The battle seems to have been brewing for quite some time. In one of the first responses to Thoeny's announcement, Tom Barton stated that he already knew about the intention to split off when he attended the Berlin Developer Summit back on September 4: "I was informed that the community was ready to announce a fork within 24 hours unless we acceded to a new governance model which implied a very watered down approach to the role of the project founder as well as to his lawful rights to the project brand and trademark."
What the old TWiki (tm) community wantedRegarding the TWiki (tm) trademark, the community wanted to make explicit the permissions that where implicit before, that is, that the community can use the TWiki (tm) brand the way it has been done before without having to pay or relicence TWIKI.NET. This means that any community member could make a TWiki(tm) pakage (taking the core, add some plugins and a nice installer on top) and call it TWiki (tm). This means that I could have a company named "Global TWiki Consulting Services" that provides TWiki related services, and that siltes like twikirules.org, twikigurus.org and such can spawn.
Today, for all that you need a written permission from the trademark holder, and if there is even the sligthes disagreement between you and him, you run the risk to get sued (a site called twikisucks.org could not exists, for example).
In the same vein, a consulting company that is seen as a heavy competitor to TWIKI.NET is not likely to get the permission to have TWiki (tm) in its name.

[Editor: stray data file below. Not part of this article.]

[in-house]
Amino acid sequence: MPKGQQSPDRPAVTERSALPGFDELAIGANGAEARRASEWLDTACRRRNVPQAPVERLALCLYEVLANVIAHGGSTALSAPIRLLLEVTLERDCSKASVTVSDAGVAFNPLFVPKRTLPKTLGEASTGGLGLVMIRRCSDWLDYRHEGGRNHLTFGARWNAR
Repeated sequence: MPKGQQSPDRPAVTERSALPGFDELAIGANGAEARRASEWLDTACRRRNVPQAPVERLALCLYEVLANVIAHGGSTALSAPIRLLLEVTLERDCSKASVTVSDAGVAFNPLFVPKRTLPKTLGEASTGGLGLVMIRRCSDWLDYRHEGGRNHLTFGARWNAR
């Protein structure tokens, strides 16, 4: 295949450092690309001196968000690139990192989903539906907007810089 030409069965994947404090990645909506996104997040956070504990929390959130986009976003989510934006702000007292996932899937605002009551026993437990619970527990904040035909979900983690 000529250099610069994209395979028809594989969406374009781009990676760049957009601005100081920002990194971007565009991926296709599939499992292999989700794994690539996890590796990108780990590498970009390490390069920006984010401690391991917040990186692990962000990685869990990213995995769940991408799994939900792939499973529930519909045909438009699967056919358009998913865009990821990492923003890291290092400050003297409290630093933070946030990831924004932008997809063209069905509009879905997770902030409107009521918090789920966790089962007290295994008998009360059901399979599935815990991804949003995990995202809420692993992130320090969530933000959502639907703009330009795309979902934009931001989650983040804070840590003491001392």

As for the website, basically you are forced to give permission to TWIKI.NET to use any written material you generate there, BUT nobody else can use it without the consent of the (still non-existant) TWiki Community Council. This is unfair competition for all the consultant firms and independent consultant that today provide services around TWiki (tm) (and there are many, see http://twiki.org/cgi-bin/view/Codev/ConsultantsForHire)
VMware bids for a stake in the container industry with a bold effort to integrate containers with its classic virtualization system.
3ROS attack tool lowers the technical bar so anyone can be an intruder.
Mozilla's latest browser offers powerful new privacy feature
If attackers are on your system, saving your passwords in a password vault is no protection.
Faulty hash algorithm persists, despite efforts by experts to raise awareness.
Powerful man-in-the-middle attack is now targeting online shopping.
Another high-profile coder says the kernel team needs a kinder, gentler culture.
Bug database has a bug of its own that could allow an intruder to create an unauthorized account.
Report focuses federal resources on achieving universal Internet access.
Leading browser makers say “no” to porous encryption algorithm